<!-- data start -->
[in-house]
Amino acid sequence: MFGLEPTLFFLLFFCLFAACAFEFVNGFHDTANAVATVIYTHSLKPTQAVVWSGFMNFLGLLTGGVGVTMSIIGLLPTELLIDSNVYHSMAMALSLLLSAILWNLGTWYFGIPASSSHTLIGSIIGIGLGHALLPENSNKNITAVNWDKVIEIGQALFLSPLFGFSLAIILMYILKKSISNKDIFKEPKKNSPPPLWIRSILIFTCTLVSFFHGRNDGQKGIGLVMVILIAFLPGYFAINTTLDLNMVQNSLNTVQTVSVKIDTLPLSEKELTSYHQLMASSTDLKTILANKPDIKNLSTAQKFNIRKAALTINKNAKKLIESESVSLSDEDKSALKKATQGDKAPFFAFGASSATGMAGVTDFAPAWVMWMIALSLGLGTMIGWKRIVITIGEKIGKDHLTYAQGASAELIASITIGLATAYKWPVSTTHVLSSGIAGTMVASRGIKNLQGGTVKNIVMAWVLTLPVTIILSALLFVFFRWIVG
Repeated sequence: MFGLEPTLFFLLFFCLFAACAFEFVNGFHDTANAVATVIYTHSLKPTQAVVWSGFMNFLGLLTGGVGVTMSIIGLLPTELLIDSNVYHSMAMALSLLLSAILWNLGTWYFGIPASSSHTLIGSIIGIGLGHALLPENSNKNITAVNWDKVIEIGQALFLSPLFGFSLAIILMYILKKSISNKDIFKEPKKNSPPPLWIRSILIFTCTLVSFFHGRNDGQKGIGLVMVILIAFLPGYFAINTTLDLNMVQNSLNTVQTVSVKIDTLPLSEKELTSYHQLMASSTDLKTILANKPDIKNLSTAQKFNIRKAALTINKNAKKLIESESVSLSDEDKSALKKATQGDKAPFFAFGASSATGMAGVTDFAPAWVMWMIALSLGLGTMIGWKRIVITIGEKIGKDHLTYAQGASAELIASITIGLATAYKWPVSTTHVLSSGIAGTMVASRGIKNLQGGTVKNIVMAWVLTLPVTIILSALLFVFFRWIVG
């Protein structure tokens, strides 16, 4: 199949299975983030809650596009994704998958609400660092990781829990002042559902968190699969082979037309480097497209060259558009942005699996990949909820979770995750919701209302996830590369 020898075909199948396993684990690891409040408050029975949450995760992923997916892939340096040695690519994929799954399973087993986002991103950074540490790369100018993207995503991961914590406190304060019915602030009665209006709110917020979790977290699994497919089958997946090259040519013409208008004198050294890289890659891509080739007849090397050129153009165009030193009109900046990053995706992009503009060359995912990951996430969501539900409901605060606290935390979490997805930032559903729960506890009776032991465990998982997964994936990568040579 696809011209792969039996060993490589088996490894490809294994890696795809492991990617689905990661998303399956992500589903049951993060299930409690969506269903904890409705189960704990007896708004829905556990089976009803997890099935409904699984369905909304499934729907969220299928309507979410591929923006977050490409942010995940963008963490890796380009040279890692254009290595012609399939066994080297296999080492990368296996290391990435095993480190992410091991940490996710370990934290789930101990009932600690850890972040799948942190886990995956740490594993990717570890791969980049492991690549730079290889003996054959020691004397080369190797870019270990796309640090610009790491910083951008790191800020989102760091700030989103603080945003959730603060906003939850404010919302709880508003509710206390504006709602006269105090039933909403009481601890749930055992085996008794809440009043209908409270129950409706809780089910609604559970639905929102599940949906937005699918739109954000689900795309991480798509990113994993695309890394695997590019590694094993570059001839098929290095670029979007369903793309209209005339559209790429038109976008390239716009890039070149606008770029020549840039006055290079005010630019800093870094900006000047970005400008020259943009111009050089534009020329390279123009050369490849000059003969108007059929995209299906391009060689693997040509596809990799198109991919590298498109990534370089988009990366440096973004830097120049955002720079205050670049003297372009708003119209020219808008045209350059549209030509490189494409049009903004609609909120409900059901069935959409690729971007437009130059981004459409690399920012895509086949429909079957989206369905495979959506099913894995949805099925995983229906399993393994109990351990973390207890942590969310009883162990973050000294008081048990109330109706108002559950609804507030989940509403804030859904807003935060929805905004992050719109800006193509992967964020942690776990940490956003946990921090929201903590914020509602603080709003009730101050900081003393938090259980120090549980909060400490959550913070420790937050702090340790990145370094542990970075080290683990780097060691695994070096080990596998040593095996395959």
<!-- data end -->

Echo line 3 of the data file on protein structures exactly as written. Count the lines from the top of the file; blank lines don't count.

Repeated sequence: MFGLEPTLFFLLFFCLFAACAFEFVNGFHDTANAVATVIYTHSLKPTQAVVWSGFMNFLGLLTGGVGVTMSIIGLLPTELLIDSNVYHSMAMALSLLLSAILWNLGTWYFGIPASSSHTLIGSIIGIGLGHALLPENSNKNITAVNWDKVIEIGQALFLSPLFGFSLAIILMYILKKSISNKDIFKEPKKNSPPPLWIRSILIFTCTLVSFFHGRNDGQKGIGLVMVILIAFLPGYFAINTTLDLNMVQNSLNTVQTVSVKIDTLPLSEKELTSYHQLMASSTDLKTILANKPDIKNLSTAQKFNIRKAALTINKNAKKLIESESVSLSDEDKSALKKATQGDKAPFFAFGASSATGMAGVTDFAPAWVMWMIALSLGLGTMIGWKRIVITIGEKIGKDHLTYAQGASAELIASITIGLATAYKWPVSTTHVLSSGIAGTMVASRGIKNLQGGTVKNIVMAWVLTLPVTIILSALLFVFFRWIVG